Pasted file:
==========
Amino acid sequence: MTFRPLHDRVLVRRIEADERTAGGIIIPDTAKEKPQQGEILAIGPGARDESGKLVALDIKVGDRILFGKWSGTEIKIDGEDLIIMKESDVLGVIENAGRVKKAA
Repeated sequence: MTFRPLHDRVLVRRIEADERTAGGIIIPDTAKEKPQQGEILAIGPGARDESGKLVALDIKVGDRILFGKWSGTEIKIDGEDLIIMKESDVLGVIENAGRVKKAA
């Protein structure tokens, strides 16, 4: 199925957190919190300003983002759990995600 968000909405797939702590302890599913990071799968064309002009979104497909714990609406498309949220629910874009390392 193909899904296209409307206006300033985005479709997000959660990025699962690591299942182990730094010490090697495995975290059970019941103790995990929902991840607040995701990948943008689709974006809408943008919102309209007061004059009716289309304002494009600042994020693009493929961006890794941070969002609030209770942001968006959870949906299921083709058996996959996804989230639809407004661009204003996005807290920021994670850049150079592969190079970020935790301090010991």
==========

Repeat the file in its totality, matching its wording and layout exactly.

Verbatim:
Amino acid sequence: MTFRPLHDRVLVRRIEADERTAGGIIIPDTAKEKPQQGEILAIGPGARDESGKLVALDIKVGDRILFGKWSGTEIKIDGEDLIIMKESDVLGVIENAGRVKKAA
Repeated sequence: MTFRPLHDRVLVRRIEADERTAGGIIIPDTAKEKPQQGEILAIGPGARDESGKLVALDIKVGDRILFGKWSGTEIKIDGEDLIIMKESDVLGVIENAGRVKKAA
């Protein structure tokens, strides 16, 4: 199925957190919190300003983002759990995600 968000909405797939702590302890599913990071799968064309002009979104497909714990609406498309949220629910874009390392 193909899904296209409307206006300033985005479709997000959660990025699962690591299942182990730094010490090697495995975290059970019941103790995990929902991840607040995701990948943008689709974006809408943008919102309209007061004059009716289309304002494009600042994020693009493929961006890794941070969002609030209770942001968006959870949906299921083709058996996959996804989230639809407004661009204003996005807290920021994670850049150079592969190079970020935790301090010991």